Fundraising is to a charity what sales is to a business, and it relies on the same principle, namely; relationship building.

Harvey McKinnon a fundraising expert said “Donor loyalty is not about the donor being loyal to you, it is you being loyal to the donor”. What this means is that just like a business needs to service its customers and live up to their expectations, so too a charity needs to keep their supporters apprised of the organisations activities and goals.

With Rosh Hashana, the Jewish new year;  not far off, many traditional established Jewish charities in the UK will be preparing to send out appeal letters. 

Charities sometimes send periodic ones at other times to keep the cause in their donors mind. A useful idea is to connect an appeal to current topics. For example when terror attacks were happening in France and French people were making Aliya en-mass, we created marketing collateral for some Israel based education charities with messages that evoked those events. 
Another established form of fundraising are charity dinners, and it is an open secret that the dinners are an excuse to create a brochure which is where most of the funds come in from. 
More recently, as people are getting solicited for funds via mail, newspaper advertisements and emails, the organisations need to raise their head above the noise and become more creative. 

A new innovative type of fundraising initiative has emerged that offers prospective donors a luxury or fun challenge experience and proceeds go the charity.  There are bike-a-thons, car rallies or whiskey trials where they treat participants to luxury stays with good food as well as a form of challenge . Some are happy to fundraise if the incentive is a challenge with no pampering such as Marathons and mud filled obstacle courses and the more extreme ice bucket challenge.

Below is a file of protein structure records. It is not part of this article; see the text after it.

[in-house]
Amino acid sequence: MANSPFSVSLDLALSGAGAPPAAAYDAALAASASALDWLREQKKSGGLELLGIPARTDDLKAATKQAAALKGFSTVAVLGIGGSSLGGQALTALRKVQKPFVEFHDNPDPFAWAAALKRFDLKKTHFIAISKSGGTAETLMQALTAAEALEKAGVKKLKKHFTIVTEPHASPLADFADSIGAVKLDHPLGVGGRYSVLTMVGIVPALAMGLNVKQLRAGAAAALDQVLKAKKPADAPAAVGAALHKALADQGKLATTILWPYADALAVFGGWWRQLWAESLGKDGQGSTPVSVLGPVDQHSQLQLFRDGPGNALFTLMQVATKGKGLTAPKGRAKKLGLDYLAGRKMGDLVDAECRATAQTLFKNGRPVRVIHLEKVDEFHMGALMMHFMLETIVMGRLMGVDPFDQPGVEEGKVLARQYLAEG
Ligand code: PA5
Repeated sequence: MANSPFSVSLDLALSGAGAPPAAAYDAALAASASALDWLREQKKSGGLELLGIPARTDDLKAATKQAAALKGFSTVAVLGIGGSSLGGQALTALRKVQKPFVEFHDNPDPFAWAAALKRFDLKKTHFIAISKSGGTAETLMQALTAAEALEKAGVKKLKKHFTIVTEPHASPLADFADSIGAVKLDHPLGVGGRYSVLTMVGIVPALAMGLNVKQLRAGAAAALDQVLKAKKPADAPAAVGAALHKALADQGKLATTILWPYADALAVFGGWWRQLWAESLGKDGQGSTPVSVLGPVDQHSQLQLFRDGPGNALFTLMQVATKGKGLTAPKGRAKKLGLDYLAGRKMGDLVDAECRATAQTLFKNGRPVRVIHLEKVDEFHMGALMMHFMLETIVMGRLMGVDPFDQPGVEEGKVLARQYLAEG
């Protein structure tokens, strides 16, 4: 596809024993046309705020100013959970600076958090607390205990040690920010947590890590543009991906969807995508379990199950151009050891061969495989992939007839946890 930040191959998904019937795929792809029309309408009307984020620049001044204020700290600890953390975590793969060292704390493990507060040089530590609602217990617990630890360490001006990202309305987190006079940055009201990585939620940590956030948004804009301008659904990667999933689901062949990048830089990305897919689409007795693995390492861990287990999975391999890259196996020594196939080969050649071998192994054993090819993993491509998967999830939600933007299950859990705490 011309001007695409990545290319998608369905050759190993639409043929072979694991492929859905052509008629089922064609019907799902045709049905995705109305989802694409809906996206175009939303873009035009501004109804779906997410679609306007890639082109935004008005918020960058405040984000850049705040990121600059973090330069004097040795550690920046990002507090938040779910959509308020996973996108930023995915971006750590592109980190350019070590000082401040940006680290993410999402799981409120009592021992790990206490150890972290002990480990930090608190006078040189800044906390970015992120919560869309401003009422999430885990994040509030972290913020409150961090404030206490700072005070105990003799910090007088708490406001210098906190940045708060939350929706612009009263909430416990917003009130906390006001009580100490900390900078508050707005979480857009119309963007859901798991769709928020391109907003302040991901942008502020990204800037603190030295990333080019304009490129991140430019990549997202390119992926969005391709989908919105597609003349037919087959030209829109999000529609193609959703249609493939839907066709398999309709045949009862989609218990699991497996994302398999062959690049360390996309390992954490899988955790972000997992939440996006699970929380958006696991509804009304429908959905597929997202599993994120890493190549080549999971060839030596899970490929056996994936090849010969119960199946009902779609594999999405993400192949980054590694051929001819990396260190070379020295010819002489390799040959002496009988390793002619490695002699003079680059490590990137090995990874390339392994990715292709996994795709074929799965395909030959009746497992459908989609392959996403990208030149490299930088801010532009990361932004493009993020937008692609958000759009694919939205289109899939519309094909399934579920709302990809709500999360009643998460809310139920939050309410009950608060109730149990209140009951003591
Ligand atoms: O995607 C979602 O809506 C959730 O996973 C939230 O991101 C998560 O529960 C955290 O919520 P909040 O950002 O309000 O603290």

With many charities scratching their heads for new fundraising initiatives, let us explore some ingredients for fundraising that could help sow some ideas:
We have discussed forms of challenges but it is not a simple as adding a-thon at the end of a new idea. As with as business marketing; all of the creative ideas that we have discussed have to be relevant and tailored to the type of clientele the tzedakah is pitching to. The type of fundraising that is relevant to one demographic with not work for another. 
One thing most of the above ideas they have in common is the use of people power. Their is no better way to fundraise than to recruit people to your cause who will fundraise for you.
Another important factor in fundraising is setting goals. Kef Bikathon, that I was happily part of, for the past 3 years, have upped their goal year by year and that has become part of the challenge that the participants have taken upon as part of the challenge with the competitiveness fuelling a positive will to generate more money for the cause.

Goals in fundraising mean more than just the final figure than the charity is aiming for, it is something that each fundraiser needs to be set day by day and week by week. That rule applies equally in business, In order to achieve results you need to define goals. 

There was a famous Scottish / American industrialist called Andrew Carnegie who led the enormous expansion of the American steel industry in the late 19th century. He was also one of the most important philanthropists of his era.

He hired a consultant to help him improve his workforce and the consultant suggested measurable goals to work towards, Andrew told him to work at it for a month and if he achieves results he will pay him twenty five thousand dollars. In those days that was no small fortune and the end of the month Andrew paid up after seeing the power of goal setting drastically improving his results.

As a final note, realise the value of long term relationships by cultivate long term relationships with the donors and the fundraisers. Educate them about the cause, to give them an emotional attachment to it. A nice touch is to send branded gifts before or after events as a token of appreciations and to nurture them to become ambassadors for the charity.